Vilsack urges crop farmers to sign up for new commodity title programs | TSLN.com

Vilsack urges crop farmers to sign up for new commodity title programs

In a phone call to reporters to celebrate the anniversary of the 2014 farm bill coming up on Saturday, Agriculture Secretary Tom Vilsack today urged farmers to sign up for the new commodity title programs by their deadlines — and asked them to sign up before then, if possible.

Vilsack noted that farmers and landowners have until the end of February to undertake base reallocation of crops and that farmers must choose between the Agricultural Risk Coverage (ARC) and Price Loss Coverage (PLC) programs by March 31.

He urged farmers to let their county Farm Service Agency offices know as soon as possible "so we don't have a crash of interest at the end of March."

He also noted that conservation compliance forms are due by June 1.

Vilsack also said the Obama administration is working hard to finish the rule on who can be considered an "actively engaged" farmer. That rule is now at the Office of Management and Budget, and Vilsack said he hoped it would be finalized within the next two months.

Congress told USDA to figure out who should be considered "actively engaged" and therefore eligible to receive farm subsidies after complaints that distant landowners are claiming to be involved in farm work or management and getting payments for which they are not really eligible.

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"We obviously took the direction from Congress seriously," Vilsack said.

"We have been working on this for several months. It is very important for people to understand who will be covered and will not. Congress was concerned with reports about people not connected to the farm in a meaningful way."

But Vilsack also emphasized that Congress said "family farming operations and corporations were not to be included. That reduces the number of people who will be affected and most of those will be in farm partnerships."

He said that some of the farm bill programs that don't get much attention have the biggest impact on rural America.

"Thanks to the farm bill, farmers have a commonsense risk management system in place to protect their families and livelihoods from future disasters," Vilsack said.

"It's helped families become first-time home buyers. It's supported rural businesses as they grow and create jobs. Communities have clean drinking water, some for the first time. Farm bill disaster assistance programs have helped to rebuild lives."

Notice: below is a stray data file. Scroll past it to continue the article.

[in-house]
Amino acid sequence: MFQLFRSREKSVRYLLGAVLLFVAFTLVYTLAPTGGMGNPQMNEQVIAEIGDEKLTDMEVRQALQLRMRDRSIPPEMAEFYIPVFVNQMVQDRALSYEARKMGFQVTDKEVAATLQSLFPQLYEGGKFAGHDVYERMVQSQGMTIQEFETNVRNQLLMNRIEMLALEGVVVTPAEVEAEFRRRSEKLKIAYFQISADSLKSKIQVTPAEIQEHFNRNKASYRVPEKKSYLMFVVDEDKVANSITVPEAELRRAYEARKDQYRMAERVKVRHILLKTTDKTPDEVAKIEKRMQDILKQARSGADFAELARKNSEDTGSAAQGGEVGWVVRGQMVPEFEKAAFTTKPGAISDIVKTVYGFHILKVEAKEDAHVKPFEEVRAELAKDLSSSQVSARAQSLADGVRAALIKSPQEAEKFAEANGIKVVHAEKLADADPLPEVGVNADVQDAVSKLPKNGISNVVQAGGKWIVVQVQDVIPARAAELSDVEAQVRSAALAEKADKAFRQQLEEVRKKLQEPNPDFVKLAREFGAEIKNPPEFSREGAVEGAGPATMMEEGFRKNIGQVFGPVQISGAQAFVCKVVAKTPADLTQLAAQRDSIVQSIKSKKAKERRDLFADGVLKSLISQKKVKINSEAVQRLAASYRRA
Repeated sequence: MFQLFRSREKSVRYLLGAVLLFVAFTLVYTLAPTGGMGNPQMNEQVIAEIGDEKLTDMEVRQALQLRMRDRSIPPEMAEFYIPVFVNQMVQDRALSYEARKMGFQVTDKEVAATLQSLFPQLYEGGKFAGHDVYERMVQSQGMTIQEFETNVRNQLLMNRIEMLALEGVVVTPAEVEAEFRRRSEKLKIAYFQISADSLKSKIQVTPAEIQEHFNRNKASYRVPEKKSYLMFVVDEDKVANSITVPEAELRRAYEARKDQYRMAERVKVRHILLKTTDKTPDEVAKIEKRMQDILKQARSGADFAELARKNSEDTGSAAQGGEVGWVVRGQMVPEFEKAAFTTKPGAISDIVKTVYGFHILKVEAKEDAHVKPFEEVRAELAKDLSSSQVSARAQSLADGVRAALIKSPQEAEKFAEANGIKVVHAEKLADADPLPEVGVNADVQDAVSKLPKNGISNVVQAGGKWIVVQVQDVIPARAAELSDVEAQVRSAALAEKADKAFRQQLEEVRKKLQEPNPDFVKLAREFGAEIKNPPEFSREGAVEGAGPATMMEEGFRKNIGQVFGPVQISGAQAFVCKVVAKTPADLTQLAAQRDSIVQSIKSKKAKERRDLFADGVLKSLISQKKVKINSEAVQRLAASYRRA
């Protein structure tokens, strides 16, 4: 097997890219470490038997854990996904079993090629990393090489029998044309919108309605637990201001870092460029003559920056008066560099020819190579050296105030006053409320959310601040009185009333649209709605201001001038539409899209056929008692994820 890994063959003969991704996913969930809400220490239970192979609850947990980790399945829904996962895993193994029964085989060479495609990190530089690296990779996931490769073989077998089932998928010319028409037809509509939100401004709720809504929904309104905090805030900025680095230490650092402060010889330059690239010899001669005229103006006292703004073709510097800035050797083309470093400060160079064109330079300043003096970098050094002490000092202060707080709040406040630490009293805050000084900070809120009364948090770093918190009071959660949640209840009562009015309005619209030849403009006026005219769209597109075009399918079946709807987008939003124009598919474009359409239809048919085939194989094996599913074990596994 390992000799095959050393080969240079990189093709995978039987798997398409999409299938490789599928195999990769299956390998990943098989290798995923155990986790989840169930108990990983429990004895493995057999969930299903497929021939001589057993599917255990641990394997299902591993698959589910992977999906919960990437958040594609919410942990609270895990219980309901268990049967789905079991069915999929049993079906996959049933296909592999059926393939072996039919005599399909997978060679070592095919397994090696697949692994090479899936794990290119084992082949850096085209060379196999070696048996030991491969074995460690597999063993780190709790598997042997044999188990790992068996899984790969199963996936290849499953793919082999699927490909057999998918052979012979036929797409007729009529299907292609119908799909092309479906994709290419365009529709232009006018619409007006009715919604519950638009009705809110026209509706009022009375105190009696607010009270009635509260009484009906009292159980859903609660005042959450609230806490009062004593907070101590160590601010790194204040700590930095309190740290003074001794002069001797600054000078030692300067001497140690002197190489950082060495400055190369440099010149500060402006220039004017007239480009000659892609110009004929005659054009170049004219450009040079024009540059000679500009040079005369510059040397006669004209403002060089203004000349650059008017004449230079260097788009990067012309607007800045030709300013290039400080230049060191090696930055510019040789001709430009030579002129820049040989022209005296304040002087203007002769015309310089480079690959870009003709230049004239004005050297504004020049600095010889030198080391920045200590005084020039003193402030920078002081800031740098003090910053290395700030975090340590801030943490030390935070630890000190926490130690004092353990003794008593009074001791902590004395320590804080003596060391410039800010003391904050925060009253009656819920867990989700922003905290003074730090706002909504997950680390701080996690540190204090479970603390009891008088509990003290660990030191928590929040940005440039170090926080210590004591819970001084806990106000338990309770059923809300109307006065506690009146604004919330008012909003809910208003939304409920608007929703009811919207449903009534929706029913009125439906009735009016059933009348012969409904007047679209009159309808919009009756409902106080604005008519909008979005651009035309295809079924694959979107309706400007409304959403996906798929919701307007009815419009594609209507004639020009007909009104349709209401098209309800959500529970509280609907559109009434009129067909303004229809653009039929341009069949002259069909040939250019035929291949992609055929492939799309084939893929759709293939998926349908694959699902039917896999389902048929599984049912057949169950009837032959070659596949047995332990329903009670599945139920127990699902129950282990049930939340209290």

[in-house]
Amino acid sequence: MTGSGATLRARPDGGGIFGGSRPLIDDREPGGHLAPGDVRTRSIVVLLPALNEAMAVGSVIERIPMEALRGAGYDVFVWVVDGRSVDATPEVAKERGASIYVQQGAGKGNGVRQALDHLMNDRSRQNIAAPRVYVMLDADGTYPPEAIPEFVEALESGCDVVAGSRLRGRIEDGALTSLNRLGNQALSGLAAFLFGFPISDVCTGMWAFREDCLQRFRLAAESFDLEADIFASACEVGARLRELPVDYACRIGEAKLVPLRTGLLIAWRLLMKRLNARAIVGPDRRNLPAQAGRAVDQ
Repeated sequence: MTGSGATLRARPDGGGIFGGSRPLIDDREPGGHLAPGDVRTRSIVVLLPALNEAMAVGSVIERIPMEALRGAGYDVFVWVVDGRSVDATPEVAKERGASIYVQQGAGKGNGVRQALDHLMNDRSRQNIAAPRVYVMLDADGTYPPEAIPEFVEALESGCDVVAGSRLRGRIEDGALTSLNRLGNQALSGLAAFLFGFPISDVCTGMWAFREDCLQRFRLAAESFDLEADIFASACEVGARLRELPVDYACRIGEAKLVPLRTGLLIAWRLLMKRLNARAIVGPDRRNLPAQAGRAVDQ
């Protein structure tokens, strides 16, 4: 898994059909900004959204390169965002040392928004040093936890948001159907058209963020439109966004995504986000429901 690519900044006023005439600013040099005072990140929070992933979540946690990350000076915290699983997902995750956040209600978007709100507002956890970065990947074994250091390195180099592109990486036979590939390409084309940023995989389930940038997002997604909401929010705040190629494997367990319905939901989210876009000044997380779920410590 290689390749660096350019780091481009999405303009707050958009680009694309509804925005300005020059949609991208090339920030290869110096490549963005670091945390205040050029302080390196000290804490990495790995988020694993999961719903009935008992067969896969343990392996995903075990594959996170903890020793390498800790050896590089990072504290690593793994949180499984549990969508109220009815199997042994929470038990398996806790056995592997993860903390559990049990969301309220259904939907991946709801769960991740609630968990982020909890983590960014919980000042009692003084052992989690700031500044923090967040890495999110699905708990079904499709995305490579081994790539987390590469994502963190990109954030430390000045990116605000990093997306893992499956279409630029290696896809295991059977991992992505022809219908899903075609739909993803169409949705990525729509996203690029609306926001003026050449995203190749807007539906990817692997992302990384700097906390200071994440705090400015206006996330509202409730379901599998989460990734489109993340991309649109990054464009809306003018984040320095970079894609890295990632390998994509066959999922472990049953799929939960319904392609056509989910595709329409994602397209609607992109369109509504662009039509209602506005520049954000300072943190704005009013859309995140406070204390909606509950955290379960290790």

He also praised USDA staff for implementing the bill quickly.

"I am proud to stand alongside the thousands of USDA employees who have worked hard to implement the bulk of the farm bill's programs in record time," Vilsack said.

The secretary was joined on the call by Ben LaCross, a Michigan farmer who works on his family fruit farm, Michael O'Gorman, the executive director of the Famer Veteran Coalition. and Edgar Pruitt, an Alabama farmer.

LaCross said Michigan cherry farmers had received help through risk management, research and market promotion programs, but he also urged the Obama administration to push forward with the Trans-Pacific Partnership trade negotiations, which would increase export opportunities in Asia.

O'Gorman said the farm bill was "a real game-changer" for veteran farmers, especially with the establishment of the veteran liaison position held by Karis Gutter, a former Marine and deputy undersecretary of farm and foreign agricultural services.

O'Gorman said it took six years to build a network of 2,000 veterans who wanted to launch careers in agriculture, but the number has doubled to 4,000 within the past year.

Pruitt described himself as a new farmer and said he has received help building fences and pipe and water lines and planting hay grasses.

"Every American, and many around the world, has been positively impacted by the 2014 farm bill," Vilsack said.

"The farm bill achieves meaningful reform while making critical investments that create jobs, drive long-term economic growth, and support more resilient rural communities where people want to live and raise families."

–The Hagstrom Report